With reference now to FIG. 11 in another embodiment a doseable elastomeric applicator 132 having the form of a duckbill is mounted on the carriage 42 beneath a hopper 134 adapted to receive treatment fluid 74 from a stationary spigot 136 located at the service station at an end of the carriage's range of travel. A similar duckbill-like applicator is shown in FIG. 22. Returning to FIG. 11, as the carriage nears the end of its range of travel (to the right in FIG. 11) it contacts and depresses a spring-biased plunger 138 actuating a low volume pump 140 further comprising a pair of check valves 141 and 142. The configuration and mode of operation of such pumps is well known. A small-volume dose of treatment fluid is pumped into the hopper and, urged by gravity, migrates to the applicator 132. The applicator is configured to wipingly engage a wiper set 144 having two wipers 70 adapted to wipe the printhead 30, and a small reproducible amount of treatment fluid is dispensed at each such contact due to deformation of the elastomeric applicator at each such wiping contact. The wipers can be identical or have differing configurations to achieve a desired effect when the printhead is moved past. The motion of the carriage being controlled by the printer controller (not shown) the dispensing of treatment fluid into the hopper can be programed to occur to dose the applicator as needed to maintain a small amount of treatment fluid in the applicator. For example the carriage can be moved to the limit of travel to dispense 1-5 microliters each time the printhead is serviced, or at longer intervals, for example dispensing 1-25 microliters of treatment fluid into the hopper once every 5 times the printhead 30 is serviced. A collapsible treatment fluid reservoir 144 is connected to the pump to provide a leak-proof printer-lifetime supply of treatment fluid.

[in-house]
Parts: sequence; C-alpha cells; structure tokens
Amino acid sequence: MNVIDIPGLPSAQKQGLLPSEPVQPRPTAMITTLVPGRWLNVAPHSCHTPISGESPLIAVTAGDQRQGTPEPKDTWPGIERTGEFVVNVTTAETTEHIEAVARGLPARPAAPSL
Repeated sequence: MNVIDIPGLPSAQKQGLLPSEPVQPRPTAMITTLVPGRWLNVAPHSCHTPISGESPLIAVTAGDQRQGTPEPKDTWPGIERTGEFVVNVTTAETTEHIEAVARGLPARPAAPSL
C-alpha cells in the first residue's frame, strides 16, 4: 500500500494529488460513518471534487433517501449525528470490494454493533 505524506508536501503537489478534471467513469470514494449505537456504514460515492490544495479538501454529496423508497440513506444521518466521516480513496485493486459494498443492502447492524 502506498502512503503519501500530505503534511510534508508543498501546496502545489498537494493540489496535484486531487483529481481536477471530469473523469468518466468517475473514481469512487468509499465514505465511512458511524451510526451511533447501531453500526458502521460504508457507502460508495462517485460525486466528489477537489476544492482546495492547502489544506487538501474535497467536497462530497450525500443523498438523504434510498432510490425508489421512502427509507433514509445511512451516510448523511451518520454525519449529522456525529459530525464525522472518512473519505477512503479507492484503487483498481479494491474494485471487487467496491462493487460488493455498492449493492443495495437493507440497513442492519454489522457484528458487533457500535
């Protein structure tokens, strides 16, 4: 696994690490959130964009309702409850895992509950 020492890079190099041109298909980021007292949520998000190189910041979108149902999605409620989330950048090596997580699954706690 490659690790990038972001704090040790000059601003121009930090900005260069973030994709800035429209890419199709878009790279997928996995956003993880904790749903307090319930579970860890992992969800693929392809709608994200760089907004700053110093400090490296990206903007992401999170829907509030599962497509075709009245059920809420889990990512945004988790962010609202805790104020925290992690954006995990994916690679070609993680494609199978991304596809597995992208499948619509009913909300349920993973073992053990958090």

This embodiment provides the advantage of a carriage-mounted treatment fluid applicator 132 without having to carry the treatment fluid reservoir 144 on the carriage. Accordingly the doseable applicator 132 acts as a transfer element, transferring treatment fluid from a source 73 of treatment fluid 74 to the wiper 70. Also, by providing a checkvalve 141 located downstream of the pump 140 with sufficiently high cracking pressure, unwanted fluid leakage from the reservoir, such as might occur during shipment for example, is prevented. T he amount of treatment fluid in the hopper 134 is kept small so that leakage from the hopper due to tipping of the printer 10 for example, should it occur, is minimized. Also, the applicator 132 could be replaced by a wicking block formed of a porous media, which is periodically re-saturated with treatment fluid as required, to mitigate spilling from the hopper.